Fitness Minutes: (20,298)
1,724 3/24/13 11:15 A
I've really enjoyed this thread. Thank you all. I'm working on making it a lifestyle change, too.
Fitness Minutes: (41,579)
3/24/13 11:01 A
I've been at my goal weight for about 5 years. For me, I think part of why I have been able to stick with it is that I took my time and made my changes slowly. And I never looked at it as a "diet", to me, it was a healthy lifestyle change instead.
I have had challenges since then because of health issues related to cancer, but I didn't give up, I figured out where I had to make adjustments to work around those issues. (I won't go into all my issues but my story is on my Spark Page.)
I'm not saying it's easy, it's takes dedication, but the payoff is worth it, YOU are worth it! For me, it's a continuing "work in progress."
One thing that helps me is getting good low cal recipes I enjoy. I made that a priority. Also, I drink hot water in winter, cold in summer. I put cucumber slices in my water in summer, or lemon, lime, etc for flavor, and drink more water than other things. Sometimes I have diet soda. Portion control is easier when I do it for awhile. There is less hunger than there used to be. I also find things that are lower cal in restaurants--and I forgive myself for slipups and get right back on the horse when I catch myself falling. More than anything, I pray for help...Hope this helps...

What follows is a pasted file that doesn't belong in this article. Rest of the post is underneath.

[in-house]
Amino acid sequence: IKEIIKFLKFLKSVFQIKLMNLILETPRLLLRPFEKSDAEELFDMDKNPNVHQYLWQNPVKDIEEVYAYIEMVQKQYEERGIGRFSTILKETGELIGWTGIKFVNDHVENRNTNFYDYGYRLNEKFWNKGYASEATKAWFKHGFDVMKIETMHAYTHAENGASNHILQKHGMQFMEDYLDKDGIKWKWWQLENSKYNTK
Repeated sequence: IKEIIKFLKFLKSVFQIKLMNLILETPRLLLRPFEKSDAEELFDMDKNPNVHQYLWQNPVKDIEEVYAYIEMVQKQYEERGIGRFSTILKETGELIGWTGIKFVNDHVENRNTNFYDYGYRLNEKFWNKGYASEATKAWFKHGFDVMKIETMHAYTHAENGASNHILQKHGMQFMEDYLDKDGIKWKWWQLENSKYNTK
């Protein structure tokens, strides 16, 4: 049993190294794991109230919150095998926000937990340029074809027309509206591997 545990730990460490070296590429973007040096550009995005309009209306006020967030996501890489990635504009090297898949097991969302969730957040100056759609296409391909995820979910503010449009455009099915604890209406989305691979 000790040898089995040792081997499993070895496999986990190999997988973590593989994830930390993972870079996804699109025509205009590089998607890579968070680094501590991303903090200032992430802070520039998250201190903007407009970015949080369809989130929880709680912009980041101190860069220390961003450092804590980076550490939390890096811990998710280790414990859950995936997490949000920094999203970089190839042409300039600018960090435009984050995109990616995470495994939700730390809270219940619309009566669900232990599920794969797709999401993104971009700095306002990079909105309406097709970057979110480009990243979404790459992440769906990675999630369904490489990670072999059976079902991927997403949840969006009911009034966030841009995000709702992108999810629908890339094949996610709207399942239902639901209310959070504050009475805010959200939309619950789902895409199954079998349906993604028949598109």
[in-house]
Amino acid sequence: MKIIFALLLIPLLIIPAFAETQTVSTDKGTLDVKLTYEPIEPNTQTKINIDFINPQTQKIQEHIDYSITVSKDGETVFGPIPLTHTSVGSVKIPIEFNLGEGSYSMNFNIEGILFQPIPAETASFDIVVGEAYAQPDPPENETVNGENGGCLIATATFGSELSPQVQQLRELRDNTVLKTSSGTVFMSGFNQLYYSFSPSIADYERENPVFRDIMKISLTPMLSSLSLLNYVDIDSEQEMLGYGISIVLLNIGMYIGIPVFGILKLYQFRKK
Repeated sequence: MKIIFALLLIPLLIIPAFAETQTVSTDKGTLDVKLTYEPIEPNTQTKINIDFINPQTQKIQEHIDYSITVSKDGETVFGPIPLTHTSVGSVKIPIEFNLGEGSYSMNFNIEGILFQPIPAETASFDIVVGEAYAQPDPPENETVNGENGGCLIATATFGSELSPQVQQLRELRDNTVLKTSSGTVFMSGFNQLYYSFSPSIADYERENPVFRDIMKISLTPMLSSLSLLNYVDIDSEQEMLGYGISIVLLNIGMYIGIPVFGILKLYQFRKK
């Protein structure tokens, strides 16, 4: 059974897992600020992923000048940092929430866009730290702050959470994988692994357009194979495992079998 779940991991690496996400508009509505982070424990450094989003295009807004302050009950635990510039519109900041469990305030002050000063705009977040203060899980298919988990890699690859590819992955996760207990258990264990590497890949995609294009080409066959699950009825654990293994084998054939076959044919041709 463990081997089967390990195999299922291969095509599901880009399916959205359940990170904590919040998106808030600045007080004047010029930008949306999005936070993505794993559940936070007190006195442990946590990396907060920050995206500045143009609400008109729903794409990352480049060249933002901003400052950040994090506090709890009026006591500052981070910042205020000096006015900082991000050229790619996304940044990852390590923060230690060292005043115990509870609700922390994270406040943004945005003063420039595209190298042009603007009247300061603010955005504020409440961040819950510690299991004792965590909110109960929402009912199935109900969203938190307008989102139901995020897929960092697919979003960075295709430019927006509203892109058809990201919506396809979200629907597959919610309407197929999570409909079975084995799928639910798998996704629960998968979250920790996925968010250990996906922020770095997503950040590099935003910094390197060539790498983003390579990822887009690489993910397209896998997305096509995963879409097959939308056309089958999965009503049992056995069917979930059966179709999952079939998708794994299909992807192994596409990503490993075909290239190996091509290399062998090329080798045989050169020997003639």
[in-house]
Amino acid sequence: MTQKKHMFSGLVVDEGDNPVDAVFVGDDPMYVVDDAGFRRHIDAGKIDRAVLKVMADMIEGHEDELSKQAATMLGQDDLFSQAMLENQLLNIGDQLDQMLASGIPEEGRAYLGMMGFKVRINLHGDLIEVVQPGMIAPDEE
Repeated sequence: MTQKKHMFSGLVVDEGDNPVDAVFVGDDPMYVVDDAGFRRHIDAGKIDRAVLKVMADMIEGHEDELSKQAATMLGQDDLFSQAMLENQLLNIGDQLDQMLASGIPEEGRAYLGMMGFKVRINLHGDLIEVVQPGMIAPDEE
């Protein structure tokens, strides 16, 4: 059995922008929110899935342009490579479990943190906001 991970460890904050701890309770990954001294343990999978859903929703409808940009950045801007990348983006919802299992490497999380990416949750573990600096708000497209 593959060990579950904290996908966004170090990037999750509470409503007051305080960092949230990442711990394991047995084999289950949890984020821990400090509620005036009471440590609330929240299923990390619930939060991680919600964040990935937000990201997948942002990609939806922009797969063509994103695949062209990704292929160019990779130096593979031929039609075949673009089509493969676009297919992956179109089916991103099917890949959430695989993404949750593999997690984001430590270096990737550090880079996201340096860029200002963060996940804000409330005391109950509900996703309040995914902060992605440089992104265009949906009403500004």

Fitness Minutes: (16,557)
3/24/13 9:08 A
It just clicked with me, and I don't consider myself on a diet, but rather healthy living. I do eat the cheeseburger and the pizza, but I plan it into my eating plan and only have it once a week, not 3-4 times a week. I cook more and put thought into what I am putting into my body. I also incorporate exercise, which is another very important tool (but make sure you do something that you will enjoy).
Fitness Minutes: (64,162)
7,105 3/24/13 9:02 A
By understanding this is a lifestyle change, not something you're doing for now to lose the weight, then BINGO I CAN EAT CHEESEBURGERS AGAIN!!!
I ate pizza, hamburgers, and chocolate and lost weight. That is not to say that's ALL I ate. I just learned how to incorporate those foods into healthy eating. So, instead of Pan Pizza, I get the Thin and Crispy. I may have two mozzarella sticks, but that means no glass of wine with dinner. If I budget my calories carefully I can have a Lil Drumstick (140 calories) ice cream cone for dessert.
Get it through your head this is not temporary.
Fitness Minutes: (266,529)
3/24/13 7:15 A
I give all new members one piece of advice and it's this,"Don't look at good health or weight loss with an all or nothing mentality". If the only healthy thing you did for yourself today was drink 8 glasses of water, that's still a step in the right direction.
Remember, you're trying to change habits learned over a life time. that's not going to happen overnight, a week, a month or even a year. Change takes time. thus the need to be patient with yourself and your body. That's why Spark People encourages its members to start with some simple changes first. Every little bit really does make a difference.